Filing an application or obtaining a registration is only the first step to the long battle ahead; because once the mark has been registered, the owner has to be more vigilant in protecting it in this era of “passing off”. Here’s the thing, if you come across your mark which someone else is using, then don’t let it go by because if you don’t take an action soon you will not be able to act on it ever unless you are lucky enough to prove fraudulent usage on part of the other person. This post aims to decode the concept of acquiescence with respect to trademark infringement with the help of the judicial opinions in this matter.
In Utopia, I believe competition among similar businesses would be healthy and fair. However, in the real world, the Darwinian principle of survival of the fittest applies. We find that some wonderful businesses, with unique and sometimes well-established brands, end up in shambles because their owners did not take the right steps at the right time to protect those brands. So, the proverbial cheats prospered, right? Not really. Everything boils down to what someone rightly said “If you don’t know your rights, you have no rights.”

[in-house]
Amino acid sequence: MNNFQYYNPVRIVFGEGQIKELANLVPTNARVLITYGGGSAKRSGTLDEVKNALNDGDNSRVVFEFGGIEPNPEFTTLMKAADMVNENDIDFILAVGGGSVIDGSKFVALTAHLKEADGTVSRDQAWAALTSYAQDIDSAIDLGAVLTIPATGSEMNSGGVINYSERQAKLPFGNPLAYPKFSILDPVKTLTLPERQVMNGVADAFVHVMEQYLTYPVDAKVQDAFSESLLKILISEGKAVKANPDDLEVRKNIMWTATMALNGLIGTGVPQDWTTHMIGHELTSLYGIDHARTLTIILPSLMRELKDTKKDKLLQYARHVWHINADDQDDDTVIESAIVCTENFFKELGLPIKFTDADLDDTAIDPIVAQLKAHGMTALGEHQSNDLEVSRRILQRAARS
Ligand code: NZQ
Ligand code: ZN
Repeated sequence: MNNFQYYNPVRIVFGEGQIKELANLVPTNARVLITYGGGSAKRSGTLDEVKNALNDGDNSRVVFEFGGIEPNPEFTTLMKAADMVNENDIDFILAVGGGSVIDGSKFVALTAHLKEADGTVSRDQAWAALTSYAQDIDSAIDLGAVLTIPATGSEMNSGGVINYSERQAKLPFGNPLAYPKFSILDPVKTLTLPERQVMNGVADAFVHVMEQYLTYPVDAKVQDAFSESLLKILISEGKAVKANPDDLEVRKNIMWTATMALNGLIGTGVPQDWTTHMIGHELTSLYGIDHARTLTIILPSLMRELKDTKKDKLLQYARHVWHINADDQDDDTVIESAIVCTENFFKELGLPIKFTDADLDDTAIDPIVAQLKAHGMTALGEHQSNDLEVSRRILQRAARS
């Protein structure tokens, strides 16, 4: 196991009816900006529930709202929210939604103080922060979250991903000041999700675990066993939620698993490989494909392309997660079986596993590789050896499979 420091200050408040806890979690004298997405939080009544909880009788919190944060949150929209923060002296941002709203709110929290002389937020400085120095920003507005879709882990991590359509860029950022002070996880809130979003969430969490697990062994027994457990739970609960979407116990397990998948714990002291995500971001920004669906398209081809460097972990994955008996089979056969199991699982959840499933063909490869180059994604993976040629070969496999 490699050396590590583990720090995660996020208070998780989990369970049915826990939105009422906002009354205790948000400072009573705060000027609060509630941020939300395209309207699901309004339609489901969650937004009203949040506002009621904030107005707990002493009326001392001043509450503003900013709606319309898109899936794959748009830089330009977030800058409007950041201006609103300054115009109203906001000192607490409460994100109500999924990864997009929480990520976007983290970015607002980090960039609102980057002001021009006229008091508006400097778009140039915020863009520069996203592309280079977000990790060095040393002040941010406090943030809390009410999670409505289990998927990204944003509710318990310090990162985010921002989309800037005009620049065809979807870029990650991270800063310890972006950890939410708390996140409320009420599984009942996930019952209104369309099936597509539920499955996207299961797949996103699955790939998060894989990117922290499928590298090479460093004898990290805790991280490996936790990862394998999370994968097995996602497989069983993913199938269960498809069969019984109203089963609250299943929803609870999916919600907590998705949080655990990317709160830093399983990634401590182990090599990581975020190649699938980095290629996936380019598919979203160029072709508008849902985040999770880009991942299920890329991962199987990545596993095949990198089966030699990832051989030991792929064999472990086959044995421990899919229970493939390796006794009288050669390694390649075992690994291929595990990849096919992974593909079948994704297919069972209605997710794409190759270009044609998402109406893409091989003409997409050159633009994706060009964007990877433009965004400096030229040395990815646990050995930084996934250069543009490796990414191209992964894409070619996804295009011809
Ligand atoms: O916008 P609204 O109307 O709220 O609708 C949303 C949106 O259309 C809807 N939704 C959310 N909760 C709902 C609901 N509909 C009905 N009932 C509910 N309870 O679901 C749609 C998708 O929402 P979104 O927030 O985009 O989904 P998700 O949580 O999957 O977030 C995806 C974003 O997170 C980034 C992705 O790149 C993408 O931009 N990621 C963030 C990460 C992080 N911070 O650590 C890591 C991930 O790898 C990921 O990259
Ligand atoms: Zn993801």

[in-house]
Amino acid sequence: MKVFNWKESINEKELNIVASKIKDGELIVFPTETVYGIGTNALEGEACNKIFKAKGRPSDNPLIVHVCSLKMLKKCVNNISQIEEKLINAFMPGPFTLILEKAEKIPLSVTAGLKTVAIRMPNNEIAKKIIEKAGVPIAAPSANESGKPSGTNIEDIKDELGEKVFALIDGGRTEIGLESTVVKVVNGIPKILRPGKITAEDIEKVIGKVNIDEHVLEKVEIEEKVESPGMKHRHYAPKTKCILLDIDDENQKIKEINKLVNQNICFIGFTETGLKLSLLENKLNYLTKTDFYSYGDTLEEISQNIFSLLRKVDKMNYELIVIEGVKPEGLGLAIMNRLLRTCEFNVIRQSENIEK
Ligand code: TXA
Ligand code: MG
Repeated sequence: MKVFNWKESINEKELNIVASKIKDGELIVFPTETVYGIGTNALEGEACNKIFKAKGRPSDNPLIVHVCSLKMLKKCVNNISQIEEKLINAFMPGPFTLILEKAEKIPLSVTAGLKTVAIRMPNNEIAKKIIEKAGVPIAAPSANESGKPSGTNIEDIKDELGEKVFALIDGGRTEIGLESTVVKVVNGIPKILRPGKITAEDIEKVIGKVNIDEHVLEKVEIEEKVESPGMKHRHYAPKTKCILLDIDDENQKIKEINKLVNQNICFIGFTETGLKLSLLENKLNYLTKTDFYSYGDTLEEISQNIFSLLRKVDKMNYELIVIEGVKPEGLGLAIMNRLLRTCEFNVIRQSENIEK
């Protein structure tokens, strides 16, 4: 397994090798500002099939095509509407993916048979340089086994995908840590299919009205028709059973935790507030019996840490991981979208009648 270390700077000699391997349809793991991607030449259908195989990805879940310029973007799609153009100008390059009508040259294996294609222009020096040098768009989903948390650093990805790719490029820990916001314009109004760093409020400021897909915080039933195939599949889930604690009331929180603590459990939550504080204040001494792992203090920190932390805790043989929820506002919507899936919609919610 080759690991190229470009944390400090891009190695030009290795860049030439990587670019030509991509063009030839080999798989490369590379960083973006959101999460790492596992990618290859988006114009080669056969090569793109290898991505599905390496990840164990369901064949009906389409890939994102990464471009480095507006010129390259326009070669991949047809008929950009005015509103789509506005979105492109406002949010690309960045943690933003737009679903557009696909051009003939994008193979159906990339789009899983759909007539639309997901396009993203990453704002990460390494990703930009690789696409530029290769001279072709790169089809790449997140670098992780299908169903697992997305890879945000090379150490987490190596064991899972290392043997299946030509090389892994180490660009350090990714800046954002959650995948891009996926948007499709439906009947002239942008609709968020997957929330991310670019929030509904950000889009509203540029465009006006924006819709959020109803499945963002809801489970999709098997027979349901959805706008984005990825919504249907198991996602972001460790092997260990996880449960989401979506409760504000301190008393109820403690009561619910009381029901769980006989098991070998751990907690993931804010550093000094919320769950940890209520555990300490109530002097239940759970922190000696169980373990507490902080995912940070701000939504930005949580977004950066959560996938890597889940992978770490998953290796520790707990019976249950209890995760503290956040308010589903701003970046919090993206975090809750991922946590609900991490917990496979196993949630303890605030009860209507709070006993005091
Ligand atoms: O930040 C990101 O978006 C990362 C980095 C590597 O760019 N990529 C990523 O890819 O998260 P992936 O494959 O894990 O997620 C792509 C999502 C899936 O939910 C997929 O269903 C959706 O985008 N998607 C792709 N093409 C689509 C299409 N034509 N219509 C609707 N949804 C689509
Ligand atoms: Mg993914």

The appellant is a company incorporated under the Companies Act in the year 1992. M/s Mano Pharmaceuticals Private Limited is a Division of the appellant’s company for which an agreement was entered into by the two companies, in 2003. Subsequently, M/s Mano Pharmaceuticals Private Limited had filed an application under the Trade Marks Act, 1999 (hereinafter referred to as “the Act”) for registration of trade mark ‘METO’. A request on Form TM-16 was filed to amend the name of the applicant to ‘M/s Mano Pharma (a Division of Orchid Chemicals and Pharmaceuticals Limited)’ on 24.02.2003. Without taking the request on TM-16 on record the trademark office issued the registration certificate on 24/02/2005 in the name ‘M/s Mano Pharmaceuticals Private Limited’.
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